I play most every woodwind. I have performed on the oboe, bassoon, flute, clarinet, and saxophone, along with members of each family of instruments. I also play the penny whistle, recorder, duduk, and bagpipes. In addition to the woodwinds, I have studied violin, viola, and piano, have performed on various percussion instruments, and enjoyed a brief stint playing the Sousaphone in my high school marching band. I have yet to encounter an instrument upon which I cannot play a simple tune or rhythm.

Which instrument was the hardest for you to learn?

Without question, the oboe has been the hardest for me to learn. When I received my first oboe, I refused to put it down and taught myself a full two octaves of notes and scales in the course of a weekend. While I absorbed the basics of oboe playing quickly, mastery of this sensitive and sometimes seemingly capricious instrument (along with the requisite reed making) has been progressing now for nearly two decades and continues to develop. I often tell my students that playing the oboe is not simply an activity, but rather a lifestyle.

What does a typical concert day look like for you? Do you have any unique traditions or rituals to get ready to perform?

I try to have a restful day before performing when and if my schedule allows. This may include time for reading, tea, and some quiet contemplation of the music to be performed. I often treat myself to a light, vegetarian lunch at one of my many favorite restaurants and then go for a relaxing walk (weather permitting). My only pre-concert ritual involves intently searching (knife in hand) for just the right reed. After a good performance, however, I will often celebrate by indulging in some dessert and a nice glass of wine. Conversely, if a performance happens to go badly, I often find solace in some dessert and a nice glass of wine.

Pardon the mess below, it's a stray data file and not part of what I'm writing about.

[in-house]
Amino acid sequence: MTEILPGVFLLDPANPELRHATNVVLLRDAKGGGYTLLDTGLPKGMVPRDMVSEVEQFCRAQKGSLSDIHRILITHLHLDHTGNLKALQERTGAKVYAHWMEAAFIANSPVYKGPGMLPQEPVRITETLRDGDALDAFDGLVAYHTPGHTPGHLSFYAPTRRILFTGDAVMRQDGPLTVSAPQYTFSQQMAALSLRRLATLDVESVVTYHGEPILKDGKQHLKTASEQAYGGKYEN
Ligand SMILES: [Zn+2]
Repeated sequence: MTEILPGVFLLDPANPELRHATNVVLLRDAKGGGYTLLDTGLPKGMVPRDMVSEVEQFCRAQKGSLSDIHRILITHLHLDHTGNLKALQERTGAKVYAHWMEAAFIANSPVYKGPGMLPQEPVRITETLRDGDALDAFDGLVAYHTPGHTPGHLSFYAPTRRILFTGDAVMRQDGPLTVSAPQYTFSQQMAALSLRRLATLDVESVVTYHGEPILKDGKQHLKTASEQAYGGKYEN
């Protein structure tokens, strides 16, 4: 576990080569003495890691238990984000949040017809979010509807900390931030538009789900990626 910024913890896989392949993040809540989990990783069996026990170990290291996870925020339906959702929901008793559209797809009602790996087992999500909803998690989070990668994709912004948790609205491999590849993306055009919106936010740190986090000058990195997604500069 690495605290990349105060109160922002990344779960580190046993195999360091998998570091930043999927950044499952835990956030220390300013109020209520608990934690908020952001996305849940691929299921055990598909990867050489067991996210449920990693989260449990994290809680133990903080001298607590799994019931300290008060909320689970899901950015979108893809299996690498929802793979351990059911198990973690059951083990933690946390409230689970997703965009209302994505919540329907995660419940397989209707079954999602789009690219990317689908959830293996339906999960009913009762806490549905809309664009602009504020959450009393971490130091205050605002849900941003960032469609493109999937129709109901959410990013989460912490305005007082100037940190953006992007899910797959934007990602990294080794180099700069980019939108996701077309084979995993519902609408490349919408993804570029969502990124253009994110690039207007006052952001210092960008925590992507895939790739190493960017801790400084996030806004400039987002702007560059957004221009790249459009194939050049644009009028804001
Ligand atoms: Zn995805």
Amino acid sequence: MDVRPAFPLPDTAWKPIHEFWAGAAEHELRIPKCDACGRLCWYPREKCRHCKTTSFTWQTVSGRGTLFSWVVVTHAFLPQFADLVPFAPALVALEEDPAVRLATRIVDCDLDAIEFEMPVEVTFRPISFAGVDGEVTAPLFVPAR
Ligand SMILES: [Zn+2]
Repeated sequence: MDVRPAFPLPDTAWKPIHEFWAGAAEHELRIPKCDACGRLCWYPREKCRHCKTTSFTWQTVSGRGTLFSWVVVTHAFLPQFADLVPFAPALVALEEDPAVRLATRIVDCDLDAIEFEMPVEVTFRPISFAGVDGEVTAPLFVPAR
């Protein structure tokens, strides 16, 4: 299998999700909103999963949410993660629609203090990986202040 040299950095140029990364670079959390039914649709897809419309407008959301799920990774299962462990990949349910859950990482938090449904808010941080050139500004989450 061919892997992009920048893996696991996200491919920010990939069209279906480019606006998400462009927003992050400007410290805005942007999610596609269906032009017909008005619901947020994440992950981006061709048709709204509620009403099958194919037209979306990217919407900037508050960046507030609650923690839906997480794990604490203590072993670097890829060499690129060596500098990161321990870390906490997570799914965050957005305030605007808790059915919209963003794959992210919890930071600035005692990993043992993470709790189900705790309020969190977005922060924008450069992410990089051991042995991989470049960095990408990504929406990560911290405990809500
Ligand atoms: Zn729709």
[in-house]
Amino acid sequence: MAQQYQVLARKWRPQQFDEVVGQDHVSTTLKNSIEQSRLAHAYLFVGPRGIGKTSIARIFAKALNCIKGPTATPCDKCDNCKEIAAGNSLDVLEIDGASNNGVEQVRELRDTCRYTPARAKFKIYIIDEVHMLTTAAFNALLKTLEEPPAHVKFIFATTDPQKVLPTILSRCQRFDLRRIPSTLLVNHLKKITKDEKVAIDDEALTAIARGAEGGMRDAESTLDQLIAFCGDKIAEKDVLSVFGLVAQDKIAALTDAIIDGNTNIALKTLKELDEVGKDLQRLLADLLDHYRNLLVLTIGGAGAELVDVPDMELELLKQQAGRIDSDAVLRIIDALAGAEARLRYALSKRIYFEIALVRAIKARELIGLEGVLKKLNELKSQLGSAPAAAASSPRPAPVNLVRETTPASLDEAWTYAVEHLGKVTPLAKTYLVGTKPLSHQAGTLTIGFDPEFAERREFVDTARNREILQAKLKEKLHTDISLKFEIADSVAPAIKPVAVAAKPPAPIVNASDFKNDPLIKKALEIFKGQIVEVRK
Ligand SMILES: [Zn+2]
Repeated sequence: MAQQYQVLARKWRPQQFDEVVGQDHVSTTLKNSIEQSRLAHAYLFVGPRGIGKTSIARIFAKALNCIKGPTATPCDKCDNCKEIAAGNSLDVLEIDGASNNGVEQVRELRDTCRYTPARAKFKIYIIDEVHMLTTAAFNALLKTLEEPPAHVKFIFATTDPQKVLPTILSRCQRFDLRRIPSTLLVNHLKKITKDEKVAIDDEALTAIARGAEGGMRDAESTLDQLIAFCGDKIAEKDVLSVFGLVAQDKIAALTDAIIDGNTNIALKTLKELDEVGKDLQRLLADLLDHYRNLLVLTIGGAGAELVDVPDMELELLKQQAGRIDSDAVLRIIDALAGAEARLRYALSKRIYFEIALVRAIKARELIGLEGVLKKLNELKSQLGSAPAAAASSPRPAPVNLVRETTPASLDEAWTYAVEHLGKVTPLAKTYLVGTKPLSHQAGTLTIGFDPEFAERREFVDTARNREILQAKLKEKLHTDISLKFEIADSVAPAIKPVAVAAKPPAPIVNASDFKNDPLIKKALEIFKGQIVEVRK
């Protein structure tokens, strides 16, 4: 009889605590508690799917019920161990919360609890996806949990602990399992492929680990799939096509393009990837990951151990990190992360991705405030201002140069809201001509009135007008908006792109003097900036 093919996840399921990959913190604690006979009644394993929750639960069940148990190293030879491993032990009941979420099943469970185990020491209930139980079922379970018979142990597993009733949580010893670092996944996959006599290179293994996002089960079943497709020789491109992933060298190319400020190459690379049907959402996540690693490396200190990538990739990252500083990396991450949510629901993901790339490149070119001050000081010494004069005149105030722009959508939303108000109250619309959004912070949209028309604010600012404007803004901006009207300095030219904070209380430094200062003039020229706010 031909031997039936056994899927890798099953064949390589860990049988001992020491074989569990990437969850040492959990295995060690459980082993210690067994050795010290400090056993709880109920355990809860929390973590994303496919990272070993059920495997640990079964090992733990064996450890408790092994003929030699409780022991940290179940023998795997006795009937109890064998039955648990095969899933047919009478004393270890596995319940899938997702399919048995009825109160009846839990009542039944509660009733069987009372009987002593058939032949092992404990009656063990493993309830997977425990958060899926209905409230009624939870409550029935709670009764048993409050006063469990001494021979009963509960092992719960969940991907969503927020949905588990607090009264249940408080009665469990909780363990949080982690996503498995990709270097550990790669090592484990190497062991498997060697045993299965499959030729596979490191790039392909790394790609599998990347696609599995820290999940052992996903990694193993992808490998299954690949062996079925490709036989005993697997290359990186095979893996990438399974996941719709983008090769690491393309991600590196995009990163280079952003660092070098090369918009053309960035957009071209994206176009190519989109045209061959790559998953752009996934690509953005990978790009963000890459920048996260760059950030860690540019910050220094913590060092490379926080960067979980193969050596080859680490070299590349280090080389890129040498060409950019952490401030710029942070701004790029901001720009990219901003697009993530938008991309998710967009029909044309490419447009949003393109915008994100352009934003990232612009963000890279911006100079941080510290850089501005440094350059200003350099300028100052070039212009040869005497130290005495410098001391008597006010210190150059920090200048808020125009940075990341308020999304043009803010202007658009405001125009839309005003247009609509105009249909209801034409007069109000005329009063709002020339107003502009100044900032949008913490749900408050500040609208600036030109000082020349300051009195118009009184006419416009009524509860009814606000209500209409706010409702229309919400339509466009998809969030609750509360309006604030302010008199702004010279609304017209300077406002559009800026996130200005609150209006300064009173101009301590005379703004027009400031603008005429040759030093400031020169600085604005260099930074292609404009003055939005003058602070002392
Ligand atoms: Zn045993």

What does a typical non-concert day look like for you?

I have no typical day, as my weeks are filled with many diverse jobs and activities. Many of my days are spent in Lansing at the Michigan House of Representatives where I serve as Legislative Director for State Representative Erika Geiss. Others are spent teaching at Oakland University or in my private studio. It is not uncommon for me to put in a full day's work in Lansing, rush home to teach a private student or two, and then head out again to rehearse with one of the many orchestras with which I regularly perform.

Do you ever put a cocktail in the little shot glass where you wet your reeds?

I'm a whiskey guy (bourbon or rye), but I find that the sugars of cocktails are a detriment to reeds even as they give strength to the oboist ;-)
Mozart Birthday Bash
January 31, Michigan Theater: 8pm

Special Guests:
Jeanette Vecchione, soprano
Timothy Michling, oboe

co-sponsored by Rebecca Horvath

Adagio and Fugue for Strings in C minor
Oboe Concerto in C major
Arias from Abduction from the Seraglio and the Great Mass in C
Symphony No. 40 in G minor

Related Articles View More Classical Music Stories



More Hot Stories For You

Before you go...

Like Us On Facebook
Follow Us On Twitter
Follow Us On Instagram instagram
   
popup